Before the internet revolutionised how news was gathered and shared, journalists didn’t have to worry about virtual violence. The main risks they faced were in the field: their physical and psychological safety when reporting on disasters and conflict. But today’s media battlefields are increasingly online and it is women who are coming under fire.
According to Demos, a British-based think tank, female journalists are three times more likely than their male counterparts to be targeted by abusive comments on Twitter, with perpetrators frequently using sexualised language such as “slut” and “whore”. In 2016, the Organisation for Security and Co-operation in Europe published research showing that women in the media were disproportionately targeted by gendered threats, noting that the abuse affected their “safety and future online activities”.
The threats of violence often extend to family members, and the intimate nature of the attacks, received on personal devices outside the professional parameters of the newsroom, also heightens the effect. Here we see the blurring of virtual, physical, and psychological frontlines of safety.
This digital vitriol is not new but the misogynistic tenor is deepening.
The online attacks against women journalists undermines their work or reputation. Already there is evidence that women are self-censoring and drawing back from writing about rights-based issues and those affecting marginalised groups. By doing this, the voices of the vulnerable are also silenced.
Some women are refusing to let the trolls win. Alexandra Pascalidou, a Swedish-Greek journalist who has experienced threats online and offline for her work covering human rights issues, has spoken about her experiences. Speaking at the News Xchange media conference late last year, she described it as her duty to bring attention to the abuse she and other women journalists endure. “What we need is more people like us,” she said. “As soon as we are few, it is easier for them to scare us.”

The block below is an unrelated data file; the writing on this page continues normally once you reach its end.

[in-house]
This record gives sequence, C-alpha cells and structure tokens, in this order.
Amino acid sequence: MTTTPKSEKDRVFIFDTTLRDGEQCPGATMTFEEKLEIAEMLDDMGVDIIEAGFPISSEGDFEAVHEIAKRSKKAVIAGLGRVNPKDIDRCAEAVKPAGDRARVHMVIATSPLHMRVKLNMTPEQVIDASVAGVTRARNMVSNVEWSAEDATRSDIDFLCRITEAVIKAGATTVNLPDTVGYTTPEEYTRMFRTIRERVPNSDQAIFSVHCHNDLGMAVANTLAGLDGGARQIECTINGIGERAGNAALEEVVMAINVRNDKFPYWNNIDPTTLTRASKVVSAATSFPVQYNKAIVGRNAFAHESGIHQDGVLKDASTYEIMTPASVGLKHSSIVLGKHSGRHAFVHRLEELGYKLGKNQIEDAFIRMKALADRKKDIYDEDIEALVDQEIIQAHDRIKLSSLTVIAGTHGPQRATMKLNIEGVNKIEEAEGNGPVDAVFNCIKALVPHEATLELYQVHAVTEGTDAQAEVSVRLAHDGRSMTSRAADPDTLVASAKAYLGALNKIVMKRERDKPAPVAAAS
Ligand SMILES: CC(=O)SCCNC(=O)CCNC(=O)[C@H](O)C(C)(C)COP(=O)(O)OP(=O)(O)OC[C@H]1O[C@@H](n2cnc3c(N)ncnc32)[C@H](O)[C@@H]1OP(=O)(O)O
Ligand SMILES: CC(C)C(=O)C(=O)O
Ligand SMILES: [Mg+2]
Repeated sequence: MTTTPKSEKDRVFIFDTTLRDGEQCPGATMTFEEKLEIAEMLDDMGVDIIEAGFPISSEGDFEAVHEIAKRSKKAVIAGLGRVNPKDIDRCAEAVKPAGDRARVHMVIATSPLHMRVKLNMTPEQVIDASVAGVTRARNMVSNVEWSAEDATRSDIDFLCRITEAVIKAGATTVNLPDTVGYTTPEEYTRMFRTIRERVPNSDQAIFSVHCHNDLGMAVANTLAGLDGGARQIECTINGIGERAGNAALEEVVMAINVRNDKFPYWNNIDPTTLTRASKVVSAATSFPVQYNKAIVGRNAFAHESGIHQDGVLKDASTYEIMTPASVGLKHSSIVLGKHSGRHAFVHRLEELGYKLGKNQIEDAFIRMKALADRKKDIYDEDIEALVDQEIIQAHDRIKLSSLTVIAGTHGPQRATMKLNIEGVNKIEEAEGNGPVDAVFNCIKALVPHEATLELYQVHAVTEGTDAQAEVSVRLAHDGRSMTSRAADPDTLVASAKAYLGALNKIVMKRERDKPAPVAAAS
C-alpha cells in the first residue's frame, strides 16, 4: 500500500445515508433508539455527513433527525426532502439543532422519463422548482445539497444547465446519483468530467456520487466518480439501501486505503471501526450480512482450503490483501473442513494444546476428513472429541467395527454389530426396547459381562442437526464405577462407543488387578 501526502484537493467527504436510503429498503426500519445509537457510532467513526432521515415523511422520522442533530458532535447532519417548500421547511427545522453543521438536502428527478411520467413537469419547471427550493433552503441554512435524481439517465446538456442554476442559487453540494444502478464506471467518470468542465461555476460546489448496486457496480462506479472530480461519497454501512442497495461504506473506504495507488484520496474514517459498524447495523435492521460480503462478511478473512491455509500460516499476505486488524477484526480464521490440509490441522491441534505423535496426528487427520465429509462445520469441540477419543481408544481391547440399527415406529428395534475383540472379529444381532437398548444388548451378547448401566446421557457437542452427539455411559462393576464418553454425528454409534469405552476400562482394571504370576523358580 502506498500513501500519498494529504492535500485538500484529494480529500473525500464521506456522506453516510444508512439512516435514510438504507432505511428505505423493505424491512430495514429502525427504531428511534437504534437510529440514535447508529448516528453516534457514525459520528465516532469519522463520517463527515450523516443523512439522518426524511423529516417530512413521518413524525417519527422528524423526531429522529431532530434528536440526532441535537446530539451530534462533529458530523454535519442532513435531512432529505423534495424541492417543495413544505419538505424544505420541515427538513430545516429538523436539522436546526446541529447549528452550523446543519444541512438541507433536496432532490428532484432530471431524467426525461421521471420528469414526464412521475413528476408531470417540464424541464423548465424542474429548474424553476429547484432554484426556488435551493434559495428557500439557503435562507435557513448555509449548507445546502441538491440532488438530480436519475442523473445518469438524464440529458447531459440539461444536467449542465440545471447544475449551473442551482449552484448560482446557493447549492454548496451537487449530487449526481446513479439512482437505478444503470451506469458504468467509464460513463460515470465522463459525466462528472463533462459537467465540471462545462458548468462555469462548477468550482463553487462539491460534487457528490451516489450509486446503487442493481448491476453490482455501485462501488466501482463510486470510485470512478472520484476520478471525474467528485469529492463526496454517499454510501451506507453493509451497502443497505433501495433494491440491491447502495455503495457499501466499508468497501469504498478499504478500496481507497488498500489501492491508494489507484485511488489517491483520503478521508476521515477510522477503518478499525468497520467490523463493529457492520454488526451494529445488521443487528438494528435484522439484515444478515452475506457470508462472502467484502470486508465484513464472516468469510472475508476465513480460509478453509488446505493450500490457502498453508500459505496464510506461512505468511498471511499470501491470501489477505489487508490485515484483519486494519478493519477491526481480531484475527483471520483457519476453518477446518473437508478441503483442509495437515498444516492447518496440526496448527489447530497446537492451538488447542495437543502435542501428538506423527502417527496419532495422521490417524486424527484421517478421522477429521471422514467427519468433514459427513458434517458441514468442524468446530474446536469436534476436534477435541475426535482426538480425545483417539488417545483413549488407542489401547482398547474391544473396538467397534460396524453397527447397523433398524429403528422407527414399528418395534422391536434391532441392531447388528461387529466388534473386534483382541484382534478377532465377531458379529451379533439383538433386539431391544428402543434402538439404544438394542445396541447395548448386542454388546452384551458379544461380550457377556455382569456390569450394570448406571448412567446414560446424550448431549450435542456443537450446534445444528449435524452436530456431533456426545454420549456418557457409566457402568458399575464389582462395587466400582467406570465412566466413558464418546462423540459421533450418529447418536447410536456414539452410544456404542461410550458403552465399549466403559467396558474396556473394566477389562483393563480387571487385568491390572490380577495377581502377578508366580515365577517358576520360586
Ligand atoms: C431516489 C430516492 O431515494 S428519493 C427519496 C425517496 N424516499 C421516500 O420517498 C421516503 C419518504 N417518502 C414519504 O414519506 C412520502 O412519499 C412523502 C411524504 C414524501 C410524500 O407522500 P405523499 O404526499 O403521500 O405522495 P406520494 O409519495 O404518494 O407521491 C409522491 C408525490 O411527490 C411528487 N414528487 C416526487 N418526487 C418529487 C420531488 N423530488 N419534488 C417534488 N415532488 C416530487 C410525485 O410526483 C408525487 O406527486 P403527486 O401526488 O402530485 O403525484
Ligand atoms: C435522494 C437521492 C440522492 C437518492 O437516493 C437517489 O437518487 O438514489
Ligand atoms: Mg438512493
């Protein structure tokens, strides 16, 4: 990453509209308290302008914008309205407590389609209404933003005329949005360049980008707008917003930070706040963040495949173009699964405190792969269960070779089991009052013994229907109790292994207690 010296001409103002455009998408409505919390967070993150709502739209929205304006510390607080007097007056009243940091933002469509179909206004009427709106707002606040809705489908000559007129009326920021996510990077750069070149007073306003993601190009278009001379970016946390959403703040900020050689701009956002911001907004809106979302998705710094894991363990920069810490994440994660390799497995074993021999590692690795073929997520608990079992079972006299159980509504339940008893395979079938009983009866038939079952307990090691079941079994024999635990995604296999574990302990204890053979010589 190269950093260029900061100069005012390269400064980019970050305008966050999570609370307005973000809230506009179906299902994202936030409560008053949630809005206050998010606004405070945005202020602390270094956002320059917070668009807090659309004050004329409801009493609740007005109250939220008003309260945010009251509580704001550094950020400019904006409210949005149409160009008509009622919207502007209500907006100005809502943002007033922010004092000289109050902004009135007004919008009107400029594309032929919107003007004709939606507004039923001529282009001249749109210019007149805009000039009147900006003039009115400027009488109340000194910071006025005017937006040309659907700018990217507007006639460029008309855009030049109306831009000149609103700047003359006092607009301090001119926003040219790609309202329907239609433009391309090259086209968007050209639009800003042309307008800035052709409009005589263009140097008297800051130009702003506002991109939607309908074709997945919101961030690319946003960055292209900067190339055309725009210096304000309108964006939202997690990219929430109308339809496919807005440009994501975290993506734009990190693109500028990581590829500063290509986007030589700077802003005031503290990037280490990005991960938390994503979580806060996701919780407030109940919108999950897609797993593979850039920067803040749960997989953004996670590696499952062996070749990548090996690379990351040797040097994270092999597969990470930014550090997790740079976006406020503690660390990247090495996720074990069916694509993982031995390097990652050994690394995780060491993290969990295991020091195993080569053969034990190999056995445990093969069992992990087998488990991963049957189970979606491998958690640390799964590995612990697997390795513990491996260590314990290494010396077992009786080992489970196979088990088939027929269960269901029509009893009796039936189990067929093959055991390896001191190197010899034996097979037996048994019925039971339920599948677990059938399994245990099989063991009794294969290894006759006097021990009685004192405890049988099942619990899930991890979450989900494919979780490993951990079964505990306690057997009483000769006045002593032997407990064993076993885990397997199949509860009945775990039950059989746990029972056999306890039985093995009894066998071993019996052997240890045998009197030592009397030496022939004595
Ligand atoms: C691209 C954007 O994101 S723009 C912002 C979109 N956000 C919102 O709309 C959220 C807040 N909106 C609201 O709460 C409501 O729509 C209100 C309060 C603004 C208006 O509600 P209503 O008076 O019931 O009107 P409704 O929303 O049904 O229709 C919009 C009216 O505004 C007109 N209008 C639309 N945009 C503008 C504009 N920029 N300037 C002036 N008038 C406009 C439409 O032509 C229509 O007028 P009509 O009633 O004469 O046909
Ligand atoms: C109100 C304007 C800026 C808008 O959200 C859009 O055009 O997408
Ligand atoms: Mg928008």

Maria Ressa, a former CNN war correspondent, is equally outspoken. The founder and chief executive of Rappler.com, an online news organisation in the Philippines, she has been the target of a campaign of sexualised harassment since 2016. Ressa has lost count of the number of death threats she has received and says none of her previous experiences covering physical conflict could have prepared her for the scale of the violence directed toward her and her Rappler colleagues.
She is fighting back with a strategy that could well serve as a blueprint for media leaders; using investigative journalism to identify her abusers and has publicly calling on social media platforms to do more to counter abuse and acknowledge the psychological effect it has.
Most women journalists bullied online are less willing to challenge their accusers. The fear of reputational or even physical harm has created a culture of shame that discourages a strong response.
This reticence is understandable; there is truth to the argument that responding to trolls feeds the fires of online hate. But by staying silent, targets and their supporters are victimised twice — by their attacker’s words and actions and by the powerlessness to respond. It’s an old-fashioned form of gendered power dynamics updated for the digital age.
Most women journalists I know admit to self-censoring online. Many more have abandoned social media platforms such as Twitter, Facebook, and Instagram, despite pressure from bosses to remain “connected” to audiences. Simply put, online abusers are forcing women in the media to make impossible choices.
When I discussed this issue with senior, predominantly male industry leaders, most were shocked to hear that their female colleagues felt so threatened in the digital space.
This is partly because women minimise their online experiences; many worry that speaking out will negatively affect their job status. For example, one colleague told me that she didn’t want to make a fuss about a harassing post because it was “only” a threat of rape — not a death threat like the one a friend had received. Another did not think her experience of digital violence would be taken seriously, because it had not happened in the “real world”.
Most media organisations aren’t tackling the problem. If that results in more women leaving the industry, journalism will become more skewed toward male perspectives.
Hostile news environments such as war zones draw sympathy from the public and media executives yet digital combat leaves scars, too. If women are to navigate the virtual frontlines without injury, they cannot be expected to go into battle alone. — © Project Syndicate
Hannah Storm is director of the International News Safety Institute